Compare the pink and white and blue popsicle cookie (where different colours of icing were piped side by side without drying in between) to the pink and white ice cream cookie (where wet icing was piped next to dry icing).
After drying the first round of flooding there are several techniques you can use for the next round of icing; flooding, adding detail lines, adding texture, layering shapes, and attaching decorations.
Flooding You can use royal icing with a thin consistency to flood more areas, filling in other colour sections, like the stick on this popsicle. By drying the rest of the icing first, the division between the stick and the popsicle will be more distinct than if you’d piped the stick right next to the blue icing while it was still wet.
Add detail lines Now that the sections you flooded first have dried and hardened, you can add detail lines like making the waffle texture on this cone, and the piping will sit on top of the layer of icing that’s dry.
You’ll need a stiff consistency of icing for this, the same stiffness as you used to outline. If you had piped these details on before letting the first layer dry, the details would sink into the wet base layer of icing.
Add texture Using a stiff consistency of icing, the same as you’d use for outlining shapes, add texture to cookies. For example, these squiggly circles are holding their shape after being piped.
This texture is great for the rough part at the bottom of a scoop of ice cream. To make it look less neat you can smudge the lines by scratching them with a cookie scribe.
The same technique works well for the texture at the top of an ice cream cone, using zig zag lines instead of circular loops. If you used thinner icing, like you’d use for flooding shapes, the icing would sink down and spread out and lose its texture.
Layer shapes By outlining another section of colour over one of the first sections of colour, and then filling it in. This is going to look like chocolate syrup on top of the pink ice cream. By piping this on top of another colour which has already dried, you’re adding thickness to the icing, which adds dimension and it really looks like syrup poured on top of the ice cream.
This icing is a combination of the stiffer icing used for outlining and the thinner icing using for flooding, so the consistency is somewhere in the middle and it works for outlining this syrup and also flooding it.
You can do this with all sorts of shapes, like these little lines for sprinkles. If you piped these onto wet icing, they would sink into the icing instead of sitting on top of it.
Attach decorations You can use icing as glue to attach sprinkles to your cookies. After an area of icing has dried, pipe a little dot of icing with a stiff consistency and then press a sprinkle onto it. As the dot of icing dries, it will secure the sprinkle in place.
You could press the sprinkle into the base layer of icing on the cookie while it’s still wet, so that the sprinkle sticks onto it and you wouldn’t need to add the dot of icing as glue, but the pressure you use as you push the sprinkle in can make the layer of icing bulge.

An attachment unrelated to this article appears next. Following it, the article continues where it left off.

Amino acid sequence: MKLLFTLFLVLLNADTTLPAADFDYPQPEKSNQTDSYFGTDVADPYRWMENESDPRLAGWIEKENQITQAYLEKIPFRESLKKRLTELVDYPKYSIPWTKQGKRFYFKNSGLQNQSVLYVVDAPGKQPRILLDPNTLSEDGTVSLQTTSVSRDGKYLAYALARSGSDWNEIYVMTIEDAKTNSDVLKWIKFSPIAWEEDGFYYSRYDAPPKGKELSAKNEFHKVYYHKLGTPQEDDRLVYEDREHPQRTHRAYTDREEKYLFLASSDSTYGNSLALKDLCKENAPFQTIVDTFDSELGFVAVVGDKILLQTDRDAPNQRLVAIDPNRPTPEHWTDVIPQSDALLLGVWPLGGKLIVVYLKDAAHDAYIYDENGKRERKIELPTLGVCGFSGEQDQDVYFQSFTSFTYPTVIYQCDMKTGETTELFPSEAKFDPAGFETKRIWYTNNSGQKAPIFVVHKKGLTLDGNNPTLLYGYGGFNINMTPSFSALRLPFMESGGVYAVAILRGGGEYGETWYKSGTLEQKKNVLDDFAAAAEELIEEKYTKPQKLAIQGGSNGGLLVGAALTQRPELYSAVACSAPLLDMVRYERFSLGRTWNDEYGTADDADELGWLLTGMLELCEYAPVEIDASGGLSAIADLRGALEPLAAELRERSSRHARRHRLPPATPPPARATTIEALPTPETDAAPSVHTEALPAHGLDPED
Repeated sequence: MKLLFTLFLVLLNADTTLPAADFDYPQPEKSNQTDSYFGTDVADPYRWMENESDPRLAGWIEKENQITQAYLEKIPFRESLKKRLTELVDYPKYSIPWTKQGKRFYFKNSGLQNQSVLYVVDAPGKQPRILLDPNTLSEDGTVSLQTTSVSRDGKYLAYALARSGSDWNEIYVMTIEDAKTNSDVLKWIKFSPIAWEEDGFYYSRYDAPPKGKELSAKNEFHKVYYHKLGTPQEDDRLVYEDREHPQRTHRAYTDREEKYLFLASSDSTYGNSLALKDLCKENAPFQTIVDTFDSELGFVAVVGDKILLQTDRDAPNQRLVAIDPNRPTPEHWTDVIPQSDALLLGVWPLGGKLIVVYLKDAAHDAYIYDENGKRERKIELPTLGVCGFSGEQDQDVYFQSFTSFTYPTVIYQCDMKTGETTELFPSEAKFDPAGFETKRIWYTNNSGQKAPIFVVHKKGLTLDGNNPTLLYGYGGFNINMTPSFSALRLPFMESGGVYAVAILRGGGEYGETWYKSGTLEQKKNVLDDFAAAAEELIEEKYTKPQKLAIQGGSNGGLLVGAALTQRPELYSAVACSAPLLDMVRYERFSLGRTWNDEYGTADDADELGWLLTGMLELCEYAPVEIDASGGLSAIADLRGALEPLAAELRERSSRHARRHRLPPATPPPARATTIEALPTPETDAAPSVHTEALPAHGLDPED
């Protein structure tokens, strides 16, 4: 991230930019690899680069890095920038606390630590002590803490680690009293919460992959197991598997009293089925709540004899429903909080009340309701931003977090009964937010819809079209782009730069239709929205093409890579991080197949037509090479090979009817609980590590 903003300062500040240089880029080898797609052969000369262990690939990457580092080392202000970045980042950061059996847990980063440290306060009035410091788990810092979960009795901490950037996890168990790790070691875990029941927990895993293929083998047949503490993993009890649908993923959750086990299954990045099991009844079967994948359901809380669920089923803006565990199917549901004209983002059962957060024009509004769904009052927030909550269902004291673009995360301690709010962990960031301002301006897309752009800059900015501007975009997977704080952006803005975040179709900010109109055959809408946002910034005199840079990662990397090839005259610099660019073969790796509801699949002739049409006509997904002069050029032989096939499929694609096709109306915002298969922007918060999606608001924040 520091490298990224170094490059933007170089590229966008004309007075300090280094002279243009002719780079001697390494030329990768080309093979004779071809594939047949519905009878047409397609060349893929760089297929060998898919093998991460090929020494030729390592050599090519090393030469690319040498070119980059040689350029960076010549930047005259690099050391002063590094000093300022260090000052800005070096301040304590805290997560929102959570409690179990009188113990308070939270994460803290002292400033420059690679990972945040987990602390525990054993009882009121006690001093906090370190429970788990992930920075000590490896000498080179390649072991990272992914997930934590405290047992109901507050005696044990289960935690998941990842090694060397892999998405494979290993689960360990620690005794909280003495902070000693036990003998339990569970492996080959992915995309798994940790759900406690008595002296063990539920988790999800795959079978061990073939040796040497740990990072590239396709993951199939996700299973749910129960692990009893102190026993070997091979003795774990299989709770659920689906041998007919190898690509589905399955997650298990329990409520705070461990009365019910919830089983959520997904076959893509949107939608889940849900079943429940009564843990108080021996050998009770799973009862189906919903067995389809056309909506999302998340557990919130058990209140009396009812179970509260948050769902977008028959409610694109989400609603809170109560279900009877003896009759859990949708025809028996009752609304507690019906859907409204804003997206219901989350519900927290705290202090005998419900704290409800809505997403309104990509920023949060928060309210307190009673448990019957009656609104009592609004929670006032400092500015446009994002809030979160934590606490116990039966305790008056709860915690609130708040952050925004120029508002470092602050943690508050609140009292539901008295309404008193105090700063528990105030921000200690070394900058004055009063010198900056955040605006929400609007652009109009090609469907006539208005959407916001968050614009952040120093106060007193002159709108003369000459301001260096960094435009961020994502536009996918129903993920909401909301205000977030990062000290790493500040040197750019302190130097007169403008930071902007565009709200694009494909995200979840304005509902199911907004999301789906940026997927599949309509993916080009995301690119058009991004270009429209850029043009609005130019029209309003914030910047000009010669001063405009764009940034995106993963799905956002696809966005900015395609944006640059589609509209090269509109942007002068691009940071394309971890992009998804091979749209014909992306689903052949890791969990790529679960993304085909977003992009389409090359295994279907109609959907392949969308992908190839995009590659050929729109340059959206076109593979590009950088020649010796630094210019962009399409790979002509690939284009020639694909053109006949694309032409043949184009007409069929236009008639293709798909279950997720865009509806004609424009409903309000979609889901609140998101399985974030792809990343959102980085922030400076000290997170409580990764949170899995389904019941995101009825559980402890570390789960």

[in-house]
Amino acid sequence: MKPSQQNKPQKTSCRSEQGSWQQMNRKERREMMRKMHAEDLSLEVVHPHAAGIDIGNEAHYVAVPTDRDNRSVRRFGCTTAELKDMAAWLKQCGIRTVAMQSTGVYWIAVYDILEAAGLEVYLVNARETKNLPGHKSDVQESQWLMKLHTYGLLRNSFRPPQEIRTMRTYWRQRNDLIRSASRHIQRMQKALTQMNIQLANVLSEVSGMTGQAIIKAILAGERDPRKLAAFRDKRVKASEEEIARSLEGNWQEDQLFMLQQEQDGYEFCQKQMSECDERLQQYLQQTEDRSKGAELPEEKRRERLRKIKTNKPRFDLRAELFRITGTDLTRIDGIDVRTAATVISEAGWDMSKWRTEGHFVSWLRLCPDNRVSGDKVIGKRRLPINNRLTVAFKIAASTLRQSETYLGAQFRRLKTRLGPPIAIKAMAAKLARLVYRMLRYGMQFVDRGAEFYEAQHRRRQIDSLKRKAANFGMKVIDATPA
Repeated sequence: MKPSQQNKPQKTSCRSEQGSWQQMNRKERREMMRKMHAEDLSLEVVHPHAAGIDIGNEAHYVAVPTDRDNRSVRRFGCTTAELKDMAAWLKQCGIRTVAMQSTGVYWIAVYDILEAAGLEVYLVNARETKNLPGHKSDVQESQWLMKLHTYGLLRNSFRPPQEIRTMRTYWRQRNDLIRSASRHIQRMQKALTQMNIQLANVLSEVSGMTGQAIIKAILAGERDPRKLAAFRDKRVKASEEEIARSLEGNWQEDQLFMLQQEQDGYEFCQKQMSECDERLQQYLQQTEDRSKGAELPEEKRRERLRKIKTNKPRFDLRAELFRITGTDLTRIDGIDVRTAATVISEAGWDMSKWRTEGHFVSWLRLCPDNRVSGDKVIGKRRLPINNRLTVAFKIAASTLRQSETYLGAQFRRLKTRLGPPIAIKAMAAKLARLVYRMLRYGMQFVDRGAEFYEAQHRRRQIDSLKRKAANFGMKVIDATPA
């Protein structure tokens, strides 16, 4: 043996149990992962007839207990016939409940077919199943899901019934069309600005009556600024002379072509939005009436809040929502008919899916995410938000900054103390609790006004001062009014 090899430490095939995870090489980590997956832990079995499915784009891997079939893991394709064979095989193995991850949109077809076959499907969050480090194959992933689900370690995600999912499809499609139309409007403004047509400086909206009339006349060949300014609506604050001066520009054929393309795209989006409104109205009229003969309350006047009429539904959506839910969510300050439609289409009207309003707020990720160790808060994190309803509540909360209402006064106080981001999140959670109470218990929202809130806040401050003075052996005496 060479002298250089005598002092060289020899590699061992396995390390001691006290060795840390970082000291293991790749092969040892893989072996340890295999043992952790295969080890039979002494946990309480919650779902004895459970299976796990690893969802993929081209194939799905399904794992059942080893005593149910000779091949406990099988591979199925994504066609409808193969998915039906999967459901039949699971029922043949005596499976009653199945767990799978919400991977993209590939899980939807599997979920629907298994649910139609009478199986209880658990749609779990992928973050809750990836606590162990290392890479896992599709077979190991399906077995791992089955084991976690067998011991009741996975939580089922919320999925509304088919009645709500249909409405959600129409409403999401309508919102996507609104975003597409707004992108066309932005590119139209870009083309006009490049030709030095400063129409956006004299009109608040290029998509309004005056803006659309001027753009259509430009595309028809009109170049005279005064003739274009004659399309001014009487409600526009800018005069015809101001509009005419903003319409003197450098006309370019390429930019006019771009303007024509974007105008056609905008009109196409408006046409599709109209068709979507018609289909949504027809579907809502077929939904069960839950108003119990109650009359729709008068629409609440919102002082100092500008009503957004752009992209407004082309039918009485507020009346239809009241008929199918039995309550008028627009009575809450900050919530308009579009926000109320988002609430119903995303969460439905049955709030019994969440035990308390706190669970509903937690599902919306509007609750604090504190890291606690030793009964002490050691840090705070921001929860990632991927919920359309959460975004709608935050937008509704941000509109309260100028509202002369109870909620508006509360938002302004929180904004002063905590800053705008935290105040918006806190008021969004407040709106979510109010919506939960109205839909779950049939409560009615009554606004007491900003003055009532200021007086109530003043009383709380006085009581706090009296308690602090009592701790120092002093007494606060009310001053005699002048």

By doing it this way, with a dot of icing as glue, you have more control because you can adjust the sprinkle after pressing it into the dot, shifting it a bit lower or higher before the dot dries and sets the sprinkle in place.
When you finish decorating your cookies, place them in front of a fan to dry completely. The time it takes depends on the humidity but it’s usually a few hours.
I’m going to place cookies around the sides of the cake after frosting it. To do this, assemble your cake and apply a crumb coat, which is a thin layer of frosting to trap in any crumbs that might come off the cake so they don’t get into the final coat of frosting.
For my final coat I’m going to put sprinkles in the frosting, and after perusing the extensive sprinkle collection in the studio I’m choosing these simple pink and blue jimmies, which I’m pouring into the buttercream and then spreading onto the cake.
You can press cookies straight into the frosting while it’s still soft and sticky but that can make the frosting bulge around the sides of the cookies. Alternatively, you can chill the frosting to let it set and then use a little bit of plain buttercream to attach the cookies.
You can do this by spreading a bit onto the back of a cookie and then pressing it against the frosting, and that little bit of buttercream will set and secure the cookie against the side of the cake.
Or you can put the buttercream in a piping bag and pipe it onto the back of the cookie.
The colours separated in the bags, like she told me they would, but you can squeeze and massage them for a while to get them back to normal. I had bags of thinner and thicker consistency for the different styles of piping and some cute little cookies ready to be decorated.
I’d love to tell you that my first attempt at cookies ended up being just as beautiful as hers, but I quickly gave up and gazed out at the pretty view instead. I think I’ll stick to cakes for the moment!